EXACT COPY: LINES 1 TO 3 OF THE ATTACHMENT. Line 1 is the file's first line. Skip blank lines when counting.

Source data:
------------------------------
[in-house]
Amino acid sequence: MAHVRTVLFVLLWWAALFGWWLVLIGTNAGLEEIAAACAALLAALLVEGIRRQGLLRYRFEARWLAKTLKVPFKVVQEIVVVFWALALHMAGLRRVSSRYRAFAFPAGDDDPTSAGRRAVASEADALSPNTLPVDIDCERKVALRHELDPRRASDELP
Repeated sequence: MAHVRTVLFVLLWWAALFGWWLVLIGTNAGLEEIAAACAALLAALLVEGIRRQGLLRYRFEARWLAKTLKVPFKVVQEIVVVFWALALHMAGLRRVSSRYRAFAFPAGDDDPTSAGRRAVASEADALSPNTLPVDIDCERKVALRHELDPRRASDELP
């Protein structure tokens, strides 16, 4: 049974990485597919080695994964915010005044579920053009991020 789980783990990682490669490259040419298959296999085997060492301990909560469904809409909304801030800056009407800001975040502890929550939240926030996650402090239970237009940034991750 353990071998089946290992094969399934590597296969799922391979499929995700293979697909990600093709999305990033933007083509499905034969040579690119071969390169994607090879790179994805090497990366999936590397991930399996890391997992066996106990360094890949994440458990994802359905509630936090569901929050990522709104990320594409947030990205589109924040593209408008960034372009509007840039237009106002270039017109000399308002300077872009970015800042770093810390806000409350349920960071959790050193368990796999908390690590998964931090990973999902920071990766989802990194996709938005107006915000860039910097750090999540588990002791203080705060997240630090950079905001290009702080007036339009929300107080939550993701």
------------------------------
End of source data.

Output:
[in-house]
Amino acid sequence: MAHVRTVLFVLLWWAALFGWWLVLIGTNAGLEEIAAACAALLAALLVEGIRRQGLLRYRFEARWLAKTLKVPFKVVQEIVVVFWALALHMAGLRRVSSRYRAFAFPAGDDDPTSAGRRAVASEADALSPNTLPVDIDCERKVALRHELDPRRASDELP
Repeated sequence: MAHVRTVLFVLLWWAALFGWWLVLIGTNAGLEEIAAACAALLAALLVEGIRRQGLLRYRFEARWLAKTLKVPFKVVQEIVVVFWALALHMAGLRRVSSRYRAFAFPAGDDDPTSAGRRAVASEADALSPNTLPVDIDCERKVALRHELDPRRASDELP